I’ve never been so sad to leave a concert.
After driving seven hours by myself from Minneapolis to Tinley Park, a Chicago suburb that gathers some of the strangest people for concerts at the First Midwest Bank Amphitheatre, I wasn’t tired… I was ready to rage.
Once I arrived and saw all the crazy Black Sabbath fans drinking beer outside my hotel, I got an indescribable adrenaline rush. I finally made it! I’m 22 years old and I’m about to lose my mind at Black Sabbath. After all the stressful traffic and $20 in toll fees, I was more than relieved to be there – I was excited as hell. I took one of the best showers of my life and had a couple beers in my nice, big room that I had all to myself. I even made some friends down the hall who ended up paying for my cab ride to the concert. Tonight I was one lucky gal.
Once I got to the show I wandered around for a bit and ended up meeting a ton of people from all over the place. The beer line is the absolute best place to meet crazy fuckers. The two overflowing Bud Lights I bought suddenly became a burden when I heard Ozzy laughing and yelling out to us from behind the curtain.
I booked it down to the floor, beers in hand, without even glimpsing at my seat, and got as close to the stage as I could. I almost passed out when I looked up and saw Tony Iommi shredding in my face. It was like everything I ever wanted in the world was becoming a reality. Unfortunately, that didn’t last long. I got escorted to my seat at the end of War Pigs, but as soon as Into the Void started playing I knew I couldn’t stay back there. They were nice seats but I’m stubborn and have bad eyes so I couldn’t see anything. I found an open seat about four rows up and managed to stay there through Under the Sun/Every Day Comes and Goes.
As soon as Ozzy announced Snowblind, I realized I couldn’t possibly release the way I needed to in this little amount of space. I had to find a spot with at least two or three open seats. The lack of space was the biggest issue for me. Sabbath fans need room to rage, and there was no pit at this venue. It didn’t hold me back any, it just pissed off the majority of people around me.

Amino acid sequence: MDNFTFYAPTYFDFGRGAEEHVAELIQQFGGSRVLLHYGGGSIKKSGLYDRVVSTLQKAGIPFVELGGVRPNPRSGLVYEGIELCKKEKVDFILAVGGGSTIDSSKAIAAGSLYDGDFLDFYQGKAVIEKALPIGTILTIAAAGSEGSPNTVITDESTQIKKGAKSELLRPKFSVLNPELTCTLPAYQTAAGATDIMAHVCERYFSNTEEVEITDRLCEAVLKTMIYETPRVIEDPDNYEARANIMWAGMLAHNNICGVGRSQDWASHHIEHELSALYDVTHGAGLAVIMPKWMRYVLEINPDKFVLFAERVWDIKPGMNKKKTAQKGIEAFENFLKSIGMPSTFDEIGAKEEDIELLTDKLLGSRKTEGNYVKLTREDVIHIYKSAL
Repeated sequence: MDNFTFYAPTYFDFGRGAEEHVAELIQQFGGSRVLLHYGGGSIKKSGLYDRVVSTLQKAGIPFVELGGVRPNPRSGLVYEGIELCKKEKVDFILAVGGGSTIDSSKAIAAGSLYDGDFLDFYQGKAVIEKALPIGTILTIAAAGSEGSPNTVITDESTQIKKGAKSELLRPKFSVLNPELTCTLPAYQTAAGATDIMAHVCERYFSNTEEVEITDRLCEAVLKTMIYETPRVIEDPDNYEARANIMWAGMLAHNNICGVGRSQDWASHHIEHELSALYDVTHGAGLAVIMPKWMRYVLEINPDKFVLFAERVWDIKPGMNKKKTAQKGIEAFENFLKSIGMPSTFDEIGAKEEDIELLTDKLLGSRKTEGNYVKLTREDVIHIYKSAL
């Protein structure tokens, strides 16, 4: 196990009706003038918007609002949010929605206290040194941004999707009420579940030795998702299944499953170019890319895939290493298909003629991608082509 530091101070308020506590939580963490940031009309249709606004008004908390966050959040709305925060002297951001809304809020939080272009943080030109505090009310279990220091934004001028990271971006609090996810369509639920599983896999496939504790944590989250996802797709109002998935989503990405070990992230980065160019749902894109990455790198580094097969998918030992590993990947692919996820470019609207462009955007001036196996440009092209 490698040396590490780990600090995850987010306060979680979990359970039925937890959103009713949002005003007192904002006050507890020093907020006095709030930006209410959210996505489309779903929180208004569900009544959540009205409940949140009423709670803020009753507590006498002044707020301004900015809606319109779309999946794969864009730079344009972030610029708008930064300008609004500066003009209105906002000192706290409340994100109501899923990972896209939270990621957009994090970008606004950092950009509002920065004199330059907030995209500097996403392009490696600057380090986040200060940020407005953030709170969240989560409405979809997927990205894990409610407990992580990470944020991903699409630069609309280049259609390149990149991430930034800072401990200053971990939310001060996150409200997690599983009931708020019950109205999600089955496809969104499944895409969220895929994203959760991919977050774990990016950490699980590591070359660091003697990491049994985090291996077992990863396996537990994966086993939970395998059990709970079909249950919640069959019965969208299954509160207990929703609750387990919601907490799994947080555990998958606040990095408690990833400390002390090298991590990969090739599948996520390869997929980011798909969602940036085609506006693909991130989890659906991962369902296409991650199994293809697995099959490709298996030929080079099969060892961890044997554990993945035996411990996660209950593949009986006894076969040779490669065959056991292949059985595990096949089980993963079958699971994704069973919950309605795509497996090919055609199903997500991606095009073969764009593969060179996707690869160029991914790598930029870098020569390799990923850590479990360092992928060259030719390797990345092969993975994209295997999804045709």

Most people were cool about it and were going crazy themselves, but I did run into a handful of uptight suburban folk at this concert. Seriously, why the hell did you come to see Black Sabbath if you’re going to stand there like a stone cold statue? Ozzy wants to see you move! You gotta show him your fucking hands!
From the start of the show I was really excited to see which songs off 13 they were going to play. By the time Age of Reason began, I found myself in an even closer seat next to some true Sabbath fans. But that wasn’t even the best part: I was standing directly in front of Ozzy; I was in his sight. I know I might sound crazy – and I do seem to say this other concerts I’ve seen – but this time I’m certain Ozzy and I locked eyes.
I was the only crazy blonde chick in his line of view shaking my hair and jumping up and down like a mad woman. There is absolutely no way he didn’t see me. I reached out to him, screamed out how happy I was and went completely insane. Closer to the end of the show he even said “Alright, we’ll play another song but only if you go fucking crazy!” I know he probably wasn’t just talking to me, but whatever Ozzy says, goes.
As the show continued, I ended up climbing up on two chairs in front of me so I could move my arms around without jabbing anyone in the face. This is the point where I began to lose it. The band took it back to the beginning and played Black Sabbath – the first track and one of the heaviest songs off their first self-titled album. The blues/heavy metal mix of the album helped pave the way for everything Sabbath went on to illuminate.
The performance was actually frightening and my entire body became covered in goosebumps. I couldn’t believe what I was seeing. Ozzy was drenched with a mix of sweat and water that he had poured on himself, and the eerie voice he used when he sang the first lyrics of the song: “What is this that stands before me / Figure in black which points at me” will forever replay in my mind and bring me back to that moment. I was craving old school Black Sabbath at this concert and I got a heavy dose of it.
Next came Behind the Wall of Sleep and N.I.B. – which has some of my favorite Iommi guitar moments in Sabbath history. I was still standing on the chairs at this point, singing along word for word with Ozzy. As Iommi prepared himself for his moment (which he did so in the most nonchalant, badass way) I let everything go. Some force took over me and I almost fell off the chairs. After that I was kindly asked to go back to my seat by the two young pretty boys in front of me whose hair I was basically ripping out during my rage blackout. I can say that I successfully made love to Black Sabbath during that set.